Education news

Debunking the grammar school social mobility myth

For every working-class child who passes the 11-plus, there are too many who either don't sit the exam or fail it, writes Jim Curran

There are too many who either don't sit the 11-plus or fail it
Analysis by Jim Curran

NEWSPAPER reports indicate that Theresa May is ready to scrap the 20-year ban on grammar schools.

Creating more grammar schools will aid, social mobility, a government source said - "if you are a really bright kid you should have the opportunity to excel as far as your talents take you".

But as Rebecca Allen, an economist and director of the Education Data Lab research group said: "Grammar schools could be fantastic for social mobility if any poor kids went to them."

The chief inspector of schools in England, Sir Michael Wilshaw, spoke for many when he said: "Grammar schools are stuffed full of middle-class kids, a tiny percentage are on free school meals: three per cent. Anyone who thinks grammar schools are going to increase social mobility needs to look at these figures."

That grammar schools get excellent results is not the issue, the real problem is that the children who attend grammar schools overwhelmingly come from wealthy middle class families.

The situation is slightly better in Northern Ireland where 7.4 per cent of grammar school kids are on free school meals. That is still far lower than the 19 per cent of all post-primary children entitled to them, and the 28 per cent who take them in non-grammar schools.

In Northern Ireland 42 per cent of post-primary children attend a grammar school and the vast majority are from middle-class backgrounds. Where you have an education system that is based on `choice' the middle-classes who know how the system works and who have been through it themselves get first pick while the less well off get what’s left.

In the words of the educational researcher Diane Reay: "One consequence of a choice based system is that the working classes have largely ended up with the `choices' that the middle- classes do not want to make." Grammar schools do not cream off the best, they cream off the best placed.

It is now acknowledged that there were mistakes when the old system of grammars were being dismantled in England in the sixties and seventies and safeguards were not put in place to make sure children from poor families got a fair chance. In the new comprehensive system, academic selection was eventually replaced by house price selection. Research by the Sutton Trust in 2013 showed that the top 500 comprehensives based on scores on the English Baccalaureate had on average 7.2 per cent of their pupils on the free school meals register.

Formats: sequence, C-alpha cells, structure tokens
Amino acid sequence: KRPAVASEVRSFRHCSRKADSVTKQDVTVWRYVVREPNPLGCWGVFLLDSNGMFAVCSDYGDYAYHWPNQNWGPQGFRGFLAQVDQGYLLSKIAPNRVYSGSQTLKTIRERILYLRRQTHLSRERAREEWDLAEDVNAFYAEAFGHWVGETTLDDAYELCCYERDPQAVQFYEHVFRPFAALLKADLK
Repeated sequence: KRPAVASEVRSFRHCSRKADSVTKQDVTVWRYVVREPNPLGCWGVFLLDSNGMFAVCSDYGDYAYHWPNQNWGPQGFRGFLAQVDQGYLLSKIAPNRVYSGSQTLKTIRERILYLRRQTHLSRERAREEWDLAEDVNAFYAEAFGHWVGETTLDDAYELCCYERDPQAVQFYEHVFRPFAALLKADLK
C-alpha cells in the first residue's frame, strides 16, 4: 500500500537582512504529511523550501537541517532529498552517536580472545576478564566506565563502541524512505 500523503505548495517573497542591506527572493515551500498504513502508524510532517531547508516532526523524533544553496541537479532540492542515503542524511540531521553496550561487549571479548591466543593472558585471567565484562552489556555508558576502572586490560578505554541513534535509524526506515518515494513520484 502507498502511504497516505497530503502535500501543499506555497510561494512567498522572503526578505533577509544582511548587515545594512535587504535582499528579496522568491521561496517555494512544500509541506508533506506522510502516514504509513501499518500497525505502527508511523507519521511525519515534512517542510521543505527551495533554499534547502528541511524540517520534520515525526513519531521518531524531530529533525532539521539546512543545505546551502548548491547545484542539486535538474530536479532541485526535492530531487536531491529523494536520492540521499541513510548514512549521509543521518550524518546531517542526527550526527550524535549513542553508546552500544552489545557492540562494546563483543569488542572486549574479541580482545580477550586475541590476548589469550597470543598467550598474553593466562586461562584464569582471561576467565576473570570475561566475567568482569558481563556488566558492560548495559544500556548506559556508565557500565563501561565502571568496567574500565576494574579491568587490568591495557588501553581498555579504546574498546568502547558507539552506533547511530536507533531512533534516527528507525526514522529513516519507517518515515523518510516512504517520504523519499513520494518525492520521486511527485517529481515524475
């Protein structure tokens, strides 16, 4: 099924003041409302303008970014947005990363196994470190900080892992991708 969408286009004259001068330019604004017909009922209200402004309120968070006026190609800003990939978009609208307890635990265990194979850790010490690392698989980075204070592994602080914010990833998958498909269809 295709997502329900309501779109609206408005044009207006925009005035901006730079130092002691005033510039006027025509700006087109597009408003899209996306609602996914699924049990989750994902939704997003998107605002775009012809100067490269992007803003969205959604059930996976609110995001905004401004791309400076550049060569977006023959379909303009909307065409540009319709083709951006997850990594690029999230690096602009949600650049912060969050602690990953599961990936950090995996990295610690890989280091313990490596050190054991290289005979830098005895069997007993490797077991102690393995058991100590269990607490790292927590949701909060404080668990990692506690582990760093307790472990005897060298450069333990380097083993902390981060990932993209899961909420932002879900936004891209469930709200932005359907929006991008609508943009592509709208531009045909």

Of course everybody knows a poor working-class kid who went to a grammar school and as a result made a great success of their life. It's a bit like the old uncle we all know who smoked 60 cigarettes a day and lived to be 90. While these people undoubtedly exist they are outliers and nowhere else apart from education can you make policy based on the exception rather than the rule.

For every working-class child who passes the 11-plus, there are too many who either don't sit the exam or fail it. And, as business man and 11-plus failure Peter Prior who is leading a campaign against the opening of a new satellite grammar school in the borough of Windsor and Maidenhead has said: "I have never found that children do better because you tell them they are failures."

The idea that grammar schools were a huge driver of social mobility after the war is a myth. The vast majority of working-class people who achieved social and economic mobility in the decades after the war did it without the benefit of a grammar school education. It was a measure of the times, huge state expansion and economic growth fuelled by full employment. Put simply there was much more room at the top.

The non selective principle now governs some of the most successful education systems in the world from Shanghai to Finland.

If we are really serious about narrowing the class based attainment gap we need to be demanding more early years help for children from poor families and begin to phase out grammar schools and move to a genuinely comprehensive system promoting the good local school over supposed choice.

:: Jim Curran is a retired teacher and educationalist

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